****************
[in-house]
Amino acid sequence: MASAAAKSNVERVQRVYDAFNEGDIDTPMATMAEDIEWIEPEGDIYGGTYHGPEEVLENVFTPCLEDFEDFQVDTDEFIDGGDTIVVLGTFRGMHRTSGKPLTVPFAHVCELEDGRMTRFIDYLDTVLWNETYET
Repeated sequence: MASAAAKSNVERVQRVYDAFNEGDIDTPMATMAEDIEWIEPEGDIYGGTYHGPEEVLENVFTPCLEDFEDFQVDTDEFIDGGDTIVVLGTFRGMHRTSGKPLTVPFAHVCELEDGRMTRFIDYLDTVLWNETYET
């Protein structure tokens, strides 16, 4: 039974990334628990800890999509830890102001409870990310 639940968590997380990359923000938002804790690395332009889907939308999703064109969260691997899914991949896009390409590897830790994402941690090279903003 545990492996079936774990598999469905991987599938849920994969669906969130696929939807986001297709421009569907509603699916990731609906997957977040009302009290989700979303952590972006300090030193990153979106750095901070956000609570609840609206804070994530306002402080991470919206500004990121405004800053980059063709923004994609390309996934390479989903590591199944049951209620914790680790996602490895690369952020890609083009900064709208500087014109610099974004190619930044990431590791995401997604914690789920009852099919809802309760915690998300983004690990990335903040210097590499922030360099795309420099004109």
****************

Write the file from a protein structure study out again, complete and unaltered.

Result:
[in-house]
Amino acid sequence: MASAAAKSNVERVQRVYDAFNEGDIDTPMATMAEDIEWIEPEGDIYGGTYHGPEEVLENVFTPCLEDFEDFQVDTDEFIDGGDTIVVLGTFRGMHRTSGKPLTVPFAHVCELEDGRMTRFIDYLDTVLWNETYET
Repeated sequence: MASAAAKSNVERVQRVYDAFNEGDIDTPMATMAEDIEWIEPEGDIYGGTYHGPEEVLENVFTPCLEDFEDFQVDTDEFIDGGDTIVVLGTFRGMHRTSGKPLTVPFAHVCELEDGRMTRFIDYLDTVLWNETYET
């Protein structure tokens, strides 16, 4: 039974990334628990800890999509830890102001409870990310 639940968590997380990359923000938002804790690395332009889907939308999703064109969260691997899914991949896009390409590897830790994402941690090279903003 545990492996079936774990598999469905991987599938849920994969669906969130696929939807986001297709421009569907509603699916990731609906997957977040009302009290989700979303952590972006300090030193990153979106750095901070956000609570609840609206804070994530306002402080991470919206500004990121405004800053980059063709923004994609390309996934390479989903590591199944049951209620914790680790996602490895690369952020890609083009900064709208500087014109610099974004190619930044990431590791995401997604914690789920009852099919809802309760915690998300983004690990990335903040210097590499922030360099795309420099004109």